Critical to using the insights generated from subspace-based dimension reduction is the ability to use these low-dimensional representations for optimization.

High-Level Optimization

Ridge-based Surrogate Optimization

Low-Level Optimization


psdr.gauss_newton(f, F, x0, tol=1e-10, tol_normdx=1e-12, maxiter=100, linesearch=None, verbose=0, trajectory=None, gnsolver=None)[source]

A Gauss-Newton solver for unconstrained nonlinear least squares problems.

Given a vector valued function \(\mathbf{f}:\mathbb{R}^m \to \mathbb{R}^M\) and its Jacobian \(\mathbf{F}:\mathbb{R}^m\to \mathbb{R}^{M\times m}\), solve the nonlinear least squares problem:

\[\min_{\mathbf{x}\in \mathbb{R}^m} \| \mathbf{f}(\mathbf{x})\|_2^2.\]

Normal Gauss-Newton computes a search direction \(\mathbf{p}\in \mathbb{R}^m\) at each iterate by solving least squares problem

\[\mathbf{p}_k \leftarrow \mathbf{F}(\mathbf{x}_k)^+ \mathbf{f}(\mathbf{x}_k)\]

and then computes a new step by solving a line search problem for a step length \(\alpha\) satisfying the Armijo conditions:

\[\mathbf{x}_{k+1} \leftarrow \mathbf{x}_k + \alpha \mathbf{p}_k.\]

This implementation offers several features that modify this basic outline.

First, the user can specify a nonlinear trajectory along which candidate points can move; i.e.,

\[\mathbf{x}_{k+1} \leftarrow T(\mathbf{x}_k, \mathbf{p}_k, \alpha).\]

Second, the user can specify a custom solver for computing the search direction \(\mathbf{p}_k\).

  • f (callable) – residual, \(\mathbf{f}: \mathbb{R}^m \to \mathbb{R}^M\)
  • F (callable) – Jacobian of residual \(\mathbf{f}\); \(\mathbf{F}: \mathbb{R}^m \to \mathbb{R}^{M \times m}\)
  • tol (float [optional] default = 1e-8) – gradient norm stopping criterion
  • tol_normdx (float [optional] default = 1e-12) – norm of control update stopping criterion
  • maxiter (int [optional] default = 100) – maximum number of iterations of Gauss-Newton
  • linesearch (callable, returns new x) – f : callable, residual, f: R^n -> R^m g : gradient, R^n p : descent direction, R^n x0 : current iterate, R^n
  • gnsolver ([optional] callable, returns search direction p) –
    F: current Jacobian f: current residual
    p: search step s: singular values of Jacobian
  • verbose (int [optional] default = 0) – if >= print convergence history diagnostics

  • numpy.array((dof,)) – returns x^* (optimizer)
  • int – info = 0: converged with norm of gradient below tol info = 1: norm of gradient did not converge, but ||dx|| below tolerance info = 2: did not converge, max iterations exceeded


psdr.minimax(f, x0, domain=None, trajectory=<function trajectory_linear>, c_armijo=0.01, maxiter=100, trust_region=True, search_constraints=None, tol_dx=1e-10, tol_df=1e-10, verbose=False, bt_maxiter=30, **kwargs)[source]

Solves a minimax optimization problem via sequential linearization and line search

Given a vector-valued function \(f: \mathcal{D}\subset\mathbb{R}^m\to \mathbb{R}^q\), solve the minimax optimization problem:

\[\min_{\mathbf{x}\in \mathcal{D}} \max_{i=1,\ldots, q} f_i(\mathbf{x}).\]

This implements a minor modification of the algorithm described by Osborne and Watson [OW69]. The basic premise is that we add in a slack variable \(t_k\) representing the maximum value of \(f_i(\mathbf{x}_k)\) at the current iterate \(\mathbf{x}_k\). Then we linearize the functions \(f_i\) about this point, yielding additional linear constraints:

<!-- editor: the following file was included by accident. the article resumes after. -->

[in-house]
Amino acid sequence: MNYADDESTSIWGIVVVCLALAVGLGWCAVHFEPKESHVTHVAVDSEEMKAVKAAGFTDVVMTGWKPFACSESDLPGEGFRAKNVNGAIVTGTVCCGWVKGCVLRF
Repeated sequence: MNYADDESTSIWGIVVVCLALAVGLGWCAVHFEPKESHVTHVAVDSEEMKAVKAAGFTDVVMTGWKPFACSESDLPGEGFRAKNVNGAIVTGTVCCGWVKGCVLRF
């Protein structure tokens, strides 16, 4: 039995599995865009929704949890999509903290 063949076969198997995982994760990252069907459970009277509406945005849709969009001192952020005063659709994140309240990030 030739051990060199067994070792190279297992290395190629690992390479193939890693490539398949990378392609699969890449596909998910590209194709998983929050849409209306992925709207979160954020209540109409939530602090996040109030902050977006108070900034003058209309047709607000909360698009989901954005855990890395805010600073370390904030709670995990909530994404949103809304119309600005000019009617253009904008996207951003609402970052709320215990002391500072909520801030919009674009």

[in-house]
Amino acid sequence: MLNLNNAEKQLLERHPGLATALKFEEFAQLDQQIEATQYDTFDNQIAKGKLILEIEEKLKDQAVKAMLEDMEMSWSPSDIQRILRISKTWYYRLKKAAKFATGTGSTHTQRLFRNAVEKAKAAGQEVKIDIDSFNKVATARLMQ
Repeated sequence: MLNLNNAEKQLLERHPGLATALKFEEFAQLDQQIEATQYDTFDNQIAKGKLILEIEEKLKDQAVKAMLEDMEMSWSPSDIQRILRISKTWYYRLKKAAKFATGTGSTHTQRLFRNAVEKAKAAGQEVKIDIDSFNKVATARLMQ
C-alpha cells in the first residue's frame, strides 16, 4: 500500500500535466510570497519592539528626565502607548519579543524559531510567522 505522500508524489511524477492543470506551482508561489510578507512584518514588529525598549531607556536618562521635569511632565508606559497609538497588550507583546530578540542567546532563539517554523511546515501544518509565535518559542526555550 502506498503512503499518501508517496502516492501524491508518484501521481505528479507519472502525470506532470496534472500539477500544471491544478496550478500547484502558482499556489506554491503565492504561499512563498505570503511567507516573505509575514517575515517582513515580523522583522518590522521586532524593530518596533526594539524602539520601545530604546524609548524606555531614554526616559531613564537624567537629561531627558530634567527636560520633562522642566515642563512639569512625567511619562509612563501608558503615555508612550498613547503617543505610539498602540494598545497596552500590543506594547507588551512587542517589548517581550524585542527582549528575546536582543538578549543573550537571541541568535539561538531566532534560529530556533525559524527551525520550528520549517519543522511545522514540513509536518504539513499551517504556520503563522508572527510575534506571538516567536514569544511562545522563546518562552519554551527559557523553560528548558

(1)\[\begin{split}\min_{\mathbf{p}_\mathbf{x} \in \mathbb{R}^m, p_t} & \ p_t \\ \text{such that} & \ t_k + p_t \ge f_i(\mathbf{x}_k) + \mathbf{p}_\mathbf{x}^\top \nabla f_i(\mathbf{x}_k) \quad \forall i=1,\ldots,q\end{split}\]

This yields a search direction \(\mathbf{p}_\mathbf{x}\), along which we preform a line search to find a point satisfying the constraint:

(2)\[\min_{\alpha \ge 0} \max_{i=1,\ldots,q} f_i(T(\mathbf{x}_k, \mathbf{p}_\mathbf{x}, \alpha)) \le t_k + c\alpha p_t.\]

Here \(T\) represents the trajectory which defaults to a linear trajectory:

\[T(\mathbf{x}, \mathbf{p}, \alpha) = \mathbf{x} + \alpha\mathbf{p}\]

but, if provided can be more sophisticated. The substantial difference from [OW69] is using an inexact backtracking linesearch is used to find the \(\alpha\) satisfying the Armijo like condition (2); as originally proposed, Osborne and Watson use an exact line search.

  • f (BaseFuction-like) – Provides a callable interface f(x) that evalates the functions at x and access to the gradient by f.grad(x)
  • x0 (array-like (m,)) – Starting point for optimization
  • domain (Domain, optional) – Add constraints to each step enforcing that steps remain in the domain (assumes a linear trajectory for steps)
  • trajectory (callable, optional) – Function taking current location x, direction p, and step length alpha and returning a new point x.
  • c_armijo (float, optional) – Coefficient used in the Armijo backtracking linesearch
  • maxiter (int, optional) – Maximum number of iterations
  • trust_region (bool, optional) – If true, enforce a spherical trust region on each step
  • search_constraints (callable) – Function taking the current iterate x and cvxpy.Variable representing the search direction and returning a list of cvxpy constraints.
  • tol_dx (float) – convergence tolerance in terms of movement of x
  • tol_df (float) – convergence tolerance in terms of the maximum
  • verbose (bool) – If true, display convergence history
  • bt_maxiter (int) – Number of backtracking line search steps to take
  • **kwargs (dict) – Additional parameters to pass to cvxpy.Problem.solve()

x – Solution to minimax problem.

Return type:

np.array (m,)


[OW69](1, 2) Osborne and Watson, “An algorithm for minimax approximation in the nonlinear case”, The Computer Journal, 12(1) 1969 pp. 63–68 https://doi.org/10.1093/comjnl/12.1.63